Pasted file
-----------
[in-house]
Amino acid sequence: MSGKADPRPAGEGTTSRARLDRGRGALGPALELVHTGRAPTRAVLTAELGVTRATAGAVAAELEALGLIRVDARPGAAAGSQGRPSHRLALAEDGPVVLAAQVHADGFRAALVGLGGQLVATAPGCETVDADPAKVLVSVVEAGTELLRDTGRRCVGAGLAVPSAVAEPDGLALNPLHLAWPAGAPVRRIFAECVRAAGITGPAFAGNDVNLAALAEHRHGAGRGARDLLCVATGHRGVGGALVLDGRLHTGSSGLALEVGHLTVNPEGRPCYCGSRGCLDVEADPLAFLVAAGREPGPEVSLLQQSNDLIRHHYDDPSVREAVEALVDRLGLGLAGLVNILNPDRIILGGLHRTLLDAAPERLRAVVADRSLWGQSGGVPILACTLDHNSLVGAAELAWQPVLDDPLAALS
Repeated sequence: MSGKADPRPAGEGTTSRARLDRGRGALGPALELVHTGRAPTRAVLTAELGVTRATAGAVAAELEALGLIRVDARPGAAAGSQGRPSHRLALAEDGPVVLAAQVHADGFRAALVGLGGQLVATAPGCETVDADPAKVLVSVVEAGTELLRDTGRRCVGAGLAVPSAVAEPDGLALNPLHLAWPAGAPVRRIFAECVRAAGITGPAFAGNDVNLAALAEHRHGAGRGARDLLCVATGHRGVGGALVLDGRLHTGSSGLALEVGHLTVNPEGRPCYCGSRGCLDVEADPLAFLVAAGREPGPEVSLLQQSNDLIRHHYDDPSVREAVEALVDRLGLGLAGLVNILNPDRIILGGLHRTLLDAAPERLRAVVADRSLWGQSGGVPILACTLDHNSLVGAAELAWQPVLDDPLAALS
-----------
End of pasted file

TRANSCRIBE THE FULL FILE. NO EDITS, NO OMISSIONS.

[in-house]
Amino acid sequence: MSGKADPRPAGEGTTSRARLDRGRGALGPALELVHTGRAPTRAVLTAELGVTRATAGAVAAELEALGLIRVDARPGAAAGSQGRPSHRLALAEDGPVVLAAQVHADGFRAALVGLGGQLVATAPGCETVDADPAKVLVSVVEAGTELLRDTGRRCVGAGLAVPSAVAEPDGLALNPLHLAWPAGAPVRRIFAECVRAAGITGPAFAGNDVNLAALAEHRHGAGRGARDLLCVATGHRGVGGALVLDGRLHTGSSGLALEVGHLTVNPEGRPCYCGSRGCLDVEADPLAFLVAAGREPGPEVSLLQQSNDLIRHHYDDPSVREAVEALVDRLGLGLAGLVNILNPDRIILGGLHRTLLDAAPERLRAVVADRSLWGQSGGVPILACTLDHNSLVGAAELAWQPVLDDPLAALS
Repeated sequence: MSGKADPRPAGEGTTSRARLDRGRGALGPALELVHTGRAPTRAVLTAELGVTRATAGAVAAELEALGLIRVDARPGAAAGSQGRPSHRLALAEDGPVVLAAQVHADGFRAALVGLGGQLVATAPGCETVDADPAKVLVSVVEAGTELLRDTGRRCVGAGLAVPSAVAEPDGLALNPLHLAWPAGAPVRRIFAECVRAAGITGPAFAGNDVNLAALAEHRHGAGRGARDLLCVATGHRGVGGALVLDGRLHTGSSGLALEVGHLTVNPEGRPCYCGSRGCLDVEADPLAFLVAAGREPGPEVSLLQQSNDLIRHHYDDPSVREAVEALVDRLGLGLAGLVNILNPDRIILGGLHRTLLDAAPERLRAVVADRSLWGQSGGVPILACTLDHNSLVGAAELAWQPVLDDPLAALS